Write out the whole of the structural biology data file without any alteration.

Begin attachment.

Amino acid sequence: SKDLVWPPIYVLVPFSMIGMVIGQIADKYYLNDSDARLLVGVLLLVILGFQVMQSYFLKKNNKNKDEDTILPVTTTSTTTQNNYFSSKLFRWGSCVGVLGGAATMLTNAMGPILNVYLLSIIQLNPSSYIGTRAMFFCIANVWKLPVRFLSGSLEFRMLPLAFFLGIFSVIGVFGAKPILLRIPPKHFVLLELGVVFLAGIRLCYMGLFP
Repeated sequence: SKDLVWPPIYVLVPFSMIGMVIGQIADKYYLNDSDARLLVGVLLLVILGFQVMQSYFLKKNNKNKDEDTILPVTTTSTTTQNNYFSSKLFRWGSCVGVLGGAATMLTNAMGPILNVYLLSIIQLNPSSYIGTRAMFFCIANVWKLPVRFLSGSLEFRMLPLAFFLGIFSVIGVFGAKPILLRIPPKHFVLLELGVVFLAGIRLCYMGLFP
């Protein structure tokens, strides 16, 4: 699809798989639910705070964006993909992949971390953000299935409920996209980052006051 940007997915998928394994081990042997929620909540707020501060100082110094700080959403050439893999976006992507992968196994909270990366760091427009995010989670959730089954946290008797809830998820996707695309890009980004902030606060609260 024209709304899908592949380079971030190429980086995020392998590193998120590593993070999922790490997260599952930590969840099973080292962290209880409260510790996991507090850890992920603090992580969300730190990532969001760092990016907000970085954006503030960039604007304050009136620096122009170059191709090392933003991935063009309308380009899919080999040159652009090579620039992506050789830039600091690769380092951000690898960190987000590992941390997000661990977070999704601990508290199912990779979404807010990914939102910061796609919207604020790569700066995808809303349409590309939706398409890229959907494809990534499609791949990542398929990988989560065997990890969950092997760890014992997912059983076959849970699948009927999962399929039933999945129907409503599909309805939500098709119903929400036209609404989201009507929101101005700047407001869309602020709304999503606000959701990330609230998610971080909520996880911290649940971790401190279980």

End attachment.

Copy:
Amino acid sequence: SKDLVWPPIYVLVPFSMIGMVIGQIADKYYLNDSDARLLVGVLLLVILGFQVMQSYFLKKNNKNKDEDTILPVTTTSTTTQNNYFSSKLFRWGSCVGVLGGAATMLTNAMGPILNVYLLSIIQLNPSSYIGTRAMFFCIANVWKLPVRFLSGSLEFRMLPLAFFLGIFSVIGVFGAKPILLRIPPKHFVLLELGVVFLAGIRLCYMGLFP
Repeated sequence: SKDLVWPPIYVLVPFSMIGMVIGQIADKYYLNDSDARLLVGVLLLVILGFQVMQSYFLKKNNKNKDEDTILPVTTTSTTTQNNYFSSKLFRWGSCVGVLGGAATMLTNAMGPILNVYLLSIIQLNPSSYIGTRAMFFCIANVWKLPVRFLSGSLEFRMLPLAFFLGIFSVIGVFGAKPILLRIPPKHFVLLELGVVFLAGIRLCYMGLFP
């Protein structure tokens, strides 16, 4: 699809798989639910705070964006993909992949971390953000299935409920996209980052006051 940007997915998928394994081990042997929620909540707020501060100082110094700080959403050439893999976006992507992968196994909270990366760091427009995010989670959730089954946290008797809830998820996707695309890009980004902030606060609260 024209709304899908592949380079971030190429980086995020392998590193998120590593993070999922790490997260599952930590969840099973080292962290209880409260510790996991507090850890992920603090992580969300730190990532969001760092990016907000970085954006503030960039604007304050009136620096122009170059191709090392933003991935063009309308380009899919080999040159652009090579620039992506050789830039600091690769380092951000690898960190987000590992941390997000661990977070999704601990508290199912990779979404807010990914939102910061796609919207604020790569700066995808809303349409590309939706398409890229959907494809990534499609791949990542398929990988989560065997990890969950092997760890014992997912059983076959849970699948009927999962399929039933999945129907409503599909309805939500098709119903929400036209609404989201009507929101101005700047407001869309602020709304999503606000959701990330609230998610971080909520996880911290649940971790401190279980």